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* Retail lender is world’s 10th biggest bank by market cap
* Boosts H2 cash profit by 6 pct to record A$3.78 bln
* Increases H2 dividend by 20 percent to A$1.64
* One in two Australians bank with CBA
By Jane Wardell
SYDNEY, Feb 13 (Reuters) - If boring is beautiful, Commonwealth Bank of Australia is a master of the adage.
The Australian retail bank, which writes one in four of the country’s mortgages, reported a record half-year profit on Wednesday, pushing its shares to an all-time high and proving that basic banking is enough to win a place in the big league.
CBA has slowly crept up the world rankings by eschewing investment banking to keep its business solidly based on plain vanilla retail and commercial operations.
With a market capitalisation of A$108 billion, CBA is now the world’s tenth biggest bank by market value, according to the Thomson Reuters Global Banks Index. That’s about equal to the value of Britain’s Barclays Plc and Germany’s Deutsche Bank AG combined.
“The difference between the Australian banks and others, mainly European banks, is that they haven’t branched out of retail and commercial banking,” said Evan Lucas, a Melbourne-based market strategist at IG Markets.
Analysts expect CBA’s results to be reflected across the sector when Australia’s other main banks report later this year.
CBA largely avoided riskier areas such as mortgage-backed securities or European bond markets, and lent to householders in an economy that sailed through the recent financial crisis with the support of a China-backed mining boom.
“They didn’t end up having a situation where margins were really squeezed on the one side and the books were fairly heavy on the other side,” Lucas said.
CBA’s 6 percent rise in second-half cash profit to a record A$3.78 billion was underpinned by growth in its retail bank business and improvements in global markets that boosted wealth management earnings.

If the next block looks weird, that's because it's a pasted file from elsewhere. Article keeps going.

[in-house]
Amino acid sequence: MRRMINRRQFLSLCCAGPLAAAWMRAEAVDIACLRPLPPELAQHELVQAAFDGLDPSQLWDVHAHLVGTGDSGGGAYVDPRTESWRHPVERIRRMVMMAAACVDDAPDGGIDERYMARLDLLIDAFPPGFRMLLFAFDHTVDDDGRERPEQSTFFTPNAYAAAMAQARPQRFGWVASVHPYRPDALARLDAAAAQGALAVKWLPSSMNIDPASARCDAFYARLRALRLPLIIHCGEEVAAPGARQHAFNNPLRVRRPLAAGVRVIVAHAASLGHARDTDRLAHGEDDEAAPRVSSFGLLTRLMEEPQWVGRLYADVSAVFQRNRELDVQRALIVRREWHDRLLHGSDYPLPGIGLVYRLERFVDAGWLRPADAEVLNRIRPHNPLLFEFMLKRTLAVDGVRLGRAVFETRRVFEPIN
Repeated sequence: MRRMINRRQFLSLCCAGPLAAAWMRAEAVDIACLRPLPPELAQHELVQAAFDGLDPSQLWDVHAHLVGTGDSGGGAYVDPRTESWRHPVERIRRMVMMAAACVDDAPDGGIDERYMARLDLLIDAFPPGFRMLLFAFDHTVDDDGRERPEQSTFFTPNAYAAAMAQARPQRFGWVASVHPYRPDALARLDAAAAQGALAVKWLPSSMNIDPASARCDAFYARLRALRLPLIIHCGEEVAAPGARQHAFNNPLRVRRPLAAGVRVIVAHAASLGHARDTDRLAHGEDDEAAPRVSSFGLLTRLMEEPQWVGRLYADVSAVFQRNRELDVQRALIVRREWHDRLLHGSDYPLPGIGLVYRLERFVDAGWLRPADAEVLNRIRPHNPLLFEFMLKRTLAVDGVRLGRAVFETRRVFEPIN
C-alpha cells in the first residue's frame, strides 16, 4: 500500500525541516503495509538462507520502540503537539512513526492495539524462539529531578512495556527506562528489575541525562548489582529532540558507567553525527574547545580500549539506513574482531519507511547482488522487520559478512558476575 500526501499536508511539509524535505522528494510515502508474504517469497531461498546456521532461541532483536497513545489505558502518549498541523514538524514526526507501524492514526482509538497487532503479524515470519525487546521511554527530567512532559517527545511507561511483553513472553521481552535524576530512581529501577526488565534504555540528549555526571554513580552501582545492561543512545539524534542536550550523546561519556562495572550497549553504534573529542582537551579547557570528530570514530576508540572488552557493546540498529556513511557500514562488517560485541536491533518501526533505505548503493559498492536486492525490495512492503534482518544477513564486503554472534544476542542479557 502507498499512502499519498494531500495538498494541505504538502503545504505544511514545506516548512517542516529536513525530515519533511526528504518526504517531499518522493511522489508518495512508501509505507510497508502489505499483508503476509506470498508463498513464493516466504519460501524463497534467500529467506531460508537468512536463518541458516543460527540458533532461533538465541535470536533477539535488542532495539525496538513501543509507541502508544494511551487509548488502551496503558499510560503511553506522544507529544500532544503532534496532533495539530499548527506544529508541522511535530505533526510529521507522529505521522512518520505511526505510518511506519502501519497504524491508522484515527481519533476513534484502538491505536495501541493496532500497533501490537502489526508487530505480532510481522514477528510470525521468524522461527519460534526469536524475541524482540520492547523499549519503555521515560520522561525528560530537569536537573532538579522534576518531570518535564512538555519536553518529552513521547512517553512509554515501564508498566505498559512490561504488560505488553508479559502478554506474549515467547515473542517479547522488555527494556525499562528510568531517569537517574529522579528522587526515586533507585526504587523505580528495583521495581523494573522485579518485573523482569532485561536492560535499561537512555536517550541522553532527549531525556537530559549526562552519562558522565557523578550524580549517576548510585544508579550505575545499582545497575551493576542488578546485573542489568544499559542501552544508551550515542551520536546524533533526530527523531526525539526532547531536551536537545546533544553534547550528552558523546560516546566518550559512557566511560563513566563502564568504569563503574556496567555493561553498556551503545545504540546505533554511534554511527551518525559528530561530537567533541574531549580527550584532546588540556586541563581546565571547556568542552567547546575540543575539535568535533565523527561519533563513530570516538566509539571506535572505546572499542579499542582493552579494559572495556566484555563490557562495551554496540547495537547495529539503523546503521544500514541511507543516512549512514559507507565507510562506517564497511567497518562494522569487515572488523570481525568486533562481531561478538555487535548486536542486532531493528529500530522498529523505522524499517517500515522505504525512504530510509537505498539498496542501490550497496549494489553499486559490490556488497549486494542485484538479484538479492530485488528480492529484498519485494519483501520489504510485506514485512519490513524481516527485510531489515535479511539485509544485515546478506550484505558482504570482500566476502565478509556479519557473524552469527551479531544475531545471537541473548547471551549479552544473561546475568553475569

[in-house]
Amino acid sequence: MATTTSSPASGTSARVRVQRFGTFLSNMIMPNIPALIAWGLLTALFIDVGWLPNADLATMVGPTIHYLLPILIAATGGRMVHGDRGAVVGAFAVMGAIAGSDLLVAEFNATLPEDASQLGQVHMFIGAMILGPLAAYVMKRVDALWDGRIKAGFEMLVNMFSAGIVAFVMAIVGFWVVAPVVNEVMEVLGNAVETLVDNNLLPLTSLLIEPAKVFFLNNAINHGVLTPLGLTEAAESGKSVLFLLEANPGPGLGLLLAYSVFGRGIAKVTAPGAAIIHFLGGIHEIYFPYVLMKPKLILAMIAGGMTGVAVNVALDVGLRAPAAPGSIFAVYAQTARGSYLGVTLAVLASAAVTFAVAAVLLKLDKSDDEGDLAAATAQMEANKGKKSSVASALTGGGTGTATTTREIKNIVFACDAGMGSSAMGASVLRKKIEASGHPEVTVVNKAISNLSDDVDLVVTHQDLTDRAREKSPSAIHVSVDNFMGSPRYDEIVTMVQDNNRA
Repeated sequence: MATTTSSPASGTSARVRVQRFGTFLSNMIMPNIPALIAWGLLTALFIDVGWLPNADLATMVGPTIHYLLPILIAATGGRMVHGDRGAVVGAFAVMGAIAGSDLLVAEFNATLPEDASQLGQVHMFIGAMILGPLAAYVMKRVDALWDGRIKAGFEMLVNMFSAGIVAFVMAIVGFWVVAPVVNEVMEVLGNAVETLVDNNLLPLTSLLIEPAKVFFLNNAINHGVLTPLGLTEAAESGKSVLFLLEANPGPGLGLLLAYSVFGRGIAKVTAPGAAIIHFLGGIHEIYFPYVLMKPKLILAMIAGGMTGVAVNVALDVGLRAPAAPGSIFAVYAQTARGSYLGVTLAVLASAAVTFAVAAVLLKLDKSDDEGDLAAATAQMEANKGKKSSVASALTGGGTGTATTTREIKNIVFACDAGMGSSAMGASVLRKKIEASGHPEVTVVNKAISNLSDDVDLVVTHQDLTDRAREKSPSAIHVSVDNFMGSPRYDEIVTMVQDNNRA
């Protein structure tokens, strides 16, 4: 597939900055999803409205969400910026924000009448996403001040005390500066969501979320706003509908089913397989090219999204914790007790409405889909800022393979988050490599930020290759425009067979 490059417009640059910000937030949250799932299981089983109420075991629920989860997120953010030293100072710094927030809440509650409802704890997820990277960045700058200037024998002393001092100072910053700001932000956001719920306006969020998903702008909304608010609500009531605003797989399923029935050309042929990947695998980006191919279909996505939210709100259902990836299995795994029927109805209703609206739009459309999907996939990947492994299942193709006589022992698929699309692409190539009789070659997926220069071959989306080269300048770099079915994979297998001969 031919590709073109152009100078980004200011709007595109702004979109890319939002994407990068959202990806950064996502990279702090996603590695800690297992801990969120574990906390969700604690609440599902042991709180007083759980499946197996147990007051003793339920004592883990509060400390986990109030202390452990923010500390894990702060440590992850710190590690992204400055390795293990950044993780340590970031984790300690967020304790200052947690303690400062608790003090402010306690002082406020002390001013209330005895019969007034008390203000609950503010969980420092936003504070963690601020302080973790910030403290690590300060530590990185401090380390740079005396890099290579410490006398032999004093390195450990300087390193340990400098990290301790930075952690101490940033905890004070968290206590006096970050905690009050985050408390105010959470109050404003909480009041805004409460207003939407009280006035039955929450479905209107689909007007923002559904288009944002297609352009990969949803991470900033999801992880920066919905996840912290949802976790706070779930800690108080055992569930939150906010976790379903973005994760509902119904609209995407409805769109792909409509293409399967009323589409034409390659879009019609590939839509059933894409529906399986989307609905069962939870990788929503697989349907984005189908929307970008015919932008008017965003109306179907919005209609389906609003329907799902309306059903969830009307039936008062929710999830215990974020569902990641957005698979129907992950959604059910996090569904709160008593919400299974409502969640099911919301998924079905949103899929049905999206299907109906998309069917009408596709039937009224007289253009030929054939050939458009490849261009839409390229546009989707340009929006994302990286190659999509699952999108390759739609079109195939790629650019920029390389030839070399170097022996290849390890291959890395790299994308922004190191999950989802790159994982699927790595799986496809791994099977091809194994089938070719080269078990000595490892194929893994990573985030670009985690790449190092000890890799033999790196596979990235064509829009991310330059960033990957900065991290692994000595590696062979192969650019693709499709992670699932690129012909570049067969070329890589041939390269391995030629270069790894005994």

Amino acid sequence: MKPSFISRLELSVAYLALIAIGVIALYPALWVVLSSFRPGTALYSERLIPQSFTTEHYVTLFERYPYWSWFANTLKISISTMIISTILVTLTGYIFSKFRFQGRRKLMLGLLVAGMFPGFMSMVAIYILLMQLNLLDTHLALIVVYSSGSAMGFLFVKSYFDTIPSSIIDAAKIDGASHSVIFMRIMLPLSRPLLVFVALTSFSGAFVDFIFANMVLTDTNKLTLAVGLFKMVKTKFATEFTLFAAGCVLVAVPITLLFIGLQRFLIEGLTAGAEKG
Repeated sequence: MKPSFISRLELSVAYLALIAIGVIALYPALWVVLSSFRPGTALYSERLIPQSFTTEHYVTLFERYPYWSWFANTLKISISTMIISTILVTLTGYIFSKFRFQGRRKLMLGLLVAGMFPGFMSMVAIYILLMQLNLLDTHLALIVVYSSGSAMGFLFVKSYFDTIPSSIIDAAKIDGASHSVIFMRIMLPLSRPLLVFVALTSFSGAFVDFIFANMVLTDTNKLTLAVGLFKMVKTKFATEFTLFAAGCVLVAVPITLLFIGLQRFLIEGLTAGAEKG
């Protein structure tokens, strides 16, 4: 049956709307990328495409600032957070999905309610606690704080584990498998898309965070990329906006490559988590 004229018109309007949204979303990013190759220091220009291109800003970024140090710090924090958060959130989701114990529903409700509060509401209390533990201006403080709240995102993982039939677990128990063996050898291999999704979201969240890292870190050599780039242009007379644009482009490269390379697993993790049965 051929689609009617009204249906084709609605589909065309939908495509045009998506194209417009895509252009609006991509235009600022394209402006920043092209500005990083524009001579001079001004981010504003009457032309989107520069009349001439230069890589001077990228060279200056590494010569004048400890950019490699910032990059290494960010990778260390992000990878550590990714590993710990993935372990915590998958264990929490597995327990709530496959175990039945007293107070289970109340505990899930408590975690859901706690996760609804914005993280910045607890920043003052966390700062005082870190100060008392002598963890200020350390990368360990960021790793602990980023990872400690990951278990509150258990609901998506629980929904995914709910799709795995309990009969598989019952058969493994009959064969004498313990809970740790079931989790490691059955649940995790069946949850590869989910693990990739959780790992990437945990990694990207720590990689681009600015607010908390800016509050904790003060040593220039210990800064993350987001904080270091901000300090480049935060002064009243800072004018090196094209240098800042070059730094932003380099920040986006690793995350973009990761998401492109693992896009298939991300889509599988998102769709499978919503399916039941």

One in two Australians bank in some way with CBA, a huge asset in a country where household net worth rose by 10 percent last year, according to Reserve Bank of Australia estimates.
The strong result propelled the bank’s shares to an all-time high of A$67.38 and also lifted the three other banks that round out Australia’s “Big Four” -- Westpac Banking Group, National Australia Bank and Australia and New Zealand Banking Corp.
The bank’s shares have risen 34 percent over the past year, well ahead of an 18 percent gain in the benchmark S&P/ASX 200 index.
Australian banks have played it safe for several years, sticking to the basics as international peers moved into investment banking and risky instruments such as CDOs.
They have been extremely cautious about making acquisitions despite their cash piles.
CBA Chief Executive Ian Narev dismissed suggestions on Wednesday that the bank would use its highly valued stock to make a rash of purchases.
“The bar that we put for successful M&A is very high,” Narev told an analyst briefing.
“And what we’ve seen here again is that by sticking to the knitting we can still continue to do a pretty good job for our shareholders.”
CBA’s return on equity ratio has averaged 16.5 over the past 10 years, according to Thomson Reuters data, and is currently at just over 18 percent.
In contrast, at Swiss bank UBS, return on equity sank to a negative 61.78 at the height of the financial crisis in 2008, recovering to just 8.25 percent last year. Japan’s MUFJ has averaged 5.4 percent and Citigroup 5.7 percent over the past 10 years.
Only the Canadian banks, where a long run-up in the housing market has helped credit growth, compare to their Australian counterparts.
CBA rewarded existing investors by boosting its interim dividend by 20 percent to A$1.64, although it cautioned that its final dividend was likely to be slightly lower than a year ago.
But anyone hoping to catch a bargain may have missed out. CBA’s price to book ratio - where a low number may signal a good deal - is the highest among the global top 10 banks at 2.57. In contrast, Industrial and Commercial Bank of China, the No. 1 by market value, is the nearest at 1.61. ($1 = 0.9700 Australian dollars) (Editing by Richard Pullin)